... man it was clear to us that his sleep was one that he never would waken from, for a pool of blood stained the rock beside him, and an arrow was shot fairly through his heart. We made but a short stop beside this fellow—who plainly had been shot in his sleep, and so deserved the fate that had overtaken him—and then went forward anxiously that we might see how the other sentinels stationed hereabouts had fared. The result of our quest was as bad ...
— The Aztec Treasure-House • Thomas Allibone Janvier

... the Gry-phon said to the Mock Tur-tle, "Drive on, old fellow! Don't be all day a-bout it!" and he went on ...
— Alice in Wonderland - Retold in Words of One Syllable • J.C. Gorham

... offices newly created—it is my opinion, as a general principle, that Congress have no right under the Constitution to impose any restraint by law on the power granted to the President so as to prevent his making a free selection of proper persons for these offices from the whole body of his fellow-citizens. Without, however, entering here into that question, I have no hesitation in declaring it as my opinion that the law fully authorized a selection from any branch of the whole military establishment of 1815. Justified, therefore, as I thought myself in taking that range by the very ...
— A Compilation of the Messages and Papers of the Presidents - Section 1 (of 3) of Volume 2: James Monroe • James D. Richardson

... the other regiments, and why did these niggers use Martinis? They took open order instinctively, lying down and firing at random, rushing a few paces forward and lying down again, according to the regulations. Once in this formation, each man felt himself desperately alone, and edged in toward his fellow for ...
— Indian Tales • Rudyard Kipling

... received the greatest civility from two fellow-passengers who took them to call on Count Plater, the Stadt-Holder or Governor of Xtiania, who was an admiral in their navy and spoke excellent English; also ...
— Charles Philip Yorke, Fourth Earl of Hardwicke, Vice-Admiral R.N. - A Memoir • Lady Biddulph of Ledbury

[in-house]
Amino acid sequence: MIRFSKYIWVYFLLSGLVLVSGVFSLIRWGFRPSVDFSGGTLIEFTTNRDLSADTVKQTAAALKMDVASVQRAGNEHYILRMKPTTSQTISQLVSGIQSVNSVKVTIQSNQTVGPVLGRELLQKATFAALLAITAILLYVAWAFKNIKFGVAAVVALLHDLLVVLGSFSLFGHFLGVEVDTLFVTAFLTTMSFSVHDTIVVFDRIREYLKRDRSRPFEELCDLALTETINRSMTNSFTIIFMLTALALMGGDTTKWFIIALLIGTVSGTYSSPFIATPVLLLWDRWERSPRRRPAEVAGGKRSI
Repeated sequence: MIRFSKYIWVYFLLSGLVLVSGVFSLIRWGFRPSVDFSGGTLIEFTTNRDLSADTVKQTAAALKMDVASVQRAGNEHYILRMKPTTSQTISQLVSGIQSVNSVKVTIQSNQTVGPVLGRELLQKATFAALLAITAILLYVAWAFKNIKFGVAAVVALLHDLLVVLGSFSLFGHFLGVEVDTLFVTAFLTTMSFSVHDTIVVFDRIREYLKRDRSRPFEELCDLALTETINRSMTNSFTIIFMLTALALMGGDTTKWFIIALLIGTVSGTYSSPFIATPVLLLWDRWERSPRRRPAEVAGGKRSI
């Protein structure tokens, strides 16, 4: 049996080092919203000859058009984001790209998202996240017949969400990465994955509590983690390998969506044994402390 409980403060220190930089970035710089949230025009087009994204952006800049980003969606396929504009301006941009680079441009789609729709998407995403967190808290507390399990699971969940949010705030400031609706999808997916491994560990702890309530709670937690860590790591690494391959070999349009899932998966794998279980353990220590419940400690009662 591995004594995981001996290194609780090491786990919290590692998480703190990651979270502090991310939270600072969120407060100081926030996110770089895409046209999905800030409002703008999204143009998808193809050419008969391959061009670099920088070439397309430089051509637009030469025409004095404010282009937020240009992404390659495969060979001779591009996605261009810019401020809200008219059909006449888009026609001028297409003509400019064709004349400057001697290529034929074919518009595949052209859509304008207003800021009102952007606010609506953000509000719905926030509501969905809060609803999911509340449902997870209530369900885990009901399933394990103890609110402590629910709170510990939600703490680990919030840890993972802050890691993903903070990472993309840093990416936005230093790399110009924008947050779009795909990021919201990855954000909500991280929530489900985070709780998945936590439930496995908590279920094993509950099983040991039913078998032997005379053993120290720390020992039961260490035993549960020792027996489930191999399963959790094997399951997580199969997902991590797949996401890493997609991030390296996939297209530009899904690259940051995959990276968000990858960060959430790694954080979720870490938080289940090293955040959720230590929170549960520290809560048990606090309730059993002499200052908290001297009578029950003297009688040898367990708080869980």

... parson gown'd, The friar hooded, and the monarch crown'd. 'What differ more' (you cry) 'than crown and cowl?' I'll tell you, friend!—a wise man and a fool. 200 You'll find, if once the monarch acts the monk, Or, cobbler-like, the parson will be drunk, Worth makes the man, and want of it the fellow; The rest is all but ...
— The Poetical Works Of Alexander Pope, Vol. 1 • Alexander Pope et al

... very easy, thanks to Ludovico, an old servant of the Duchess, whom Fabrice met at an eating-house where he had turned in for some very necessary refreshment. With the aid of this excellent fellow Fabrice had his wounds attended to, and was safely smuggled out of ...
— The World's Greatest Books, Vol VIII • Arthur Mee and J.A. Hammerton, Eds.

... Stalin, Krushchev and now Zverev, the State has become ever stronger. Far from withering away, it continues to oppress us. Fellow Russians, it is time we ...
— Freedom • Dallas McCord Reynolds

... demented," exclaimed the register—a chin-whiskered, grizzled old fellow, sitting on a stump and hugging his knee with a desolate, bereaved look—"talkin' 'bout the stray-book, an' all the records gone! What will folks do 'bout thar deeds, an' mortgages, an' sech? An' that thar keerful index ez I had made—ez straight ...
— 'way Down In Lonesome Cove - 1895 • Charles Egbert Craddock (AKA Mary Noailles Murfree)

... the bush, old fellow," thought du Tillet, and as the words crossed his mind he came back to his original project, and vowed to bring that virtue low, to trample it under foot, to render despicable in the marts of Paris the honorable and virtuous merchant who had caught him, red-handed, in a theft. All hatreds, public ...
— Rise and Fall of Cesar Birotteau • Honore de Balzac